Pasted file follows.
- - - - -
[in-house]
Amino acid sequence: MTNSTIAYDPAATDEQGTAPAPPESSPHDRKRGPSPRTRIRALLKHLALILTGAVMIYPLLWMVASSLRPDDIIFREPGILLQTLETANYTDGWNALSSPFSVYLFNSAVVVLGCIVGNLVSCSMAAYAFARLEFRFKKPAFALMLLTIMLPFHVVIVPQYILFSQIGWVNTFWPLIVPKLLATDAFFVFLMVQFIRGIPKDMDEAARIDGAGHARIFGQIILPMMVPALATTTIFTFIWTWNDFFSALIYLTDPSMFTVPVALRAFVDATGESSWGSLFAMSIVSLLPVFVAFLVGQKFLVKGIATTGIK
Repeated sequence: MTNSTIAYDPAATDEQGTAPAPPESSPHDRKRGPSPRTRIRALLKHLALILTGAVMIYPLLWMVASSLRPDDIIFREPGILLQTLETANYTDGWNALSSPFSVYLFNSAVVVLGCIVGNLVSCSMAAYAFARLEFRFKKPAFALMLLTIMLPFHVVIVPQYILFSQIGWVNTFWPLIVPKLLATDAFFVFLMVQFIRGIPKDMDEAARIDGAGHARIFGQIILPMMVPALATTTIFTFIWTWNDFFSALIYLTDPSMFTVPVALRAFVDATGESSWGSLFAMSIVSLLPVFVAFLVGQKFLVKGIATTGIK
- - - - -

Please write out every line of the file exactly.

[in-house]
Amino acid sequence: MTNSTIAYDPAATDEQGTAPAPPESSPHDRKRGPSPRTRIRALLKHLALILTGAVMIYPLLWMVASSLRPDDIIFREPGILLQTLETANYTDGWNALSSPFSVYLFNSAVVVLGCIVGNLVSCSMAAYAFARLEFRFKKPAFALMLLTIMLPFHVVIVPQYILFSQIGWVNTFWPLIVPKLLATDAFFVFLMVQFIRGIPKDMDEAARIDGAGHARIFGQIILPMMVPALATTTIFTFIWTWNDFFSALIYLTDPSMFTVPVALRAFVDATGESSWGSLFAMSIVSLLPVFVAFLVGQKFLVKGIATTGIK
Repeated sequence: MTNSTIAYDPAATDEQGTAPAPPESSPHDRKRGPSPRTRIRALLKHLALILTGAVMIYPLLWMVASSLRPDDIIFREPGILLQTLETANYTDGWNALSSPFSVYLFNSAVVVLGCIVGNLVSCSMAAYAFARLEFRFKKPAFALMLLTIMLPFHVVIVPQYILFSQIGWVNTFWPLIVPKLLATDAFFVFLMVQFIRGIPKDMDEAARIDGAGHARIFGQIILPMMVPALATTTIFTFIWTWNDFFSALIYLTDPSMFTVPVALRAFVDATGESSWGSLFAMSIVSLLPVFVAFLVGQKFLVKGIATTGIK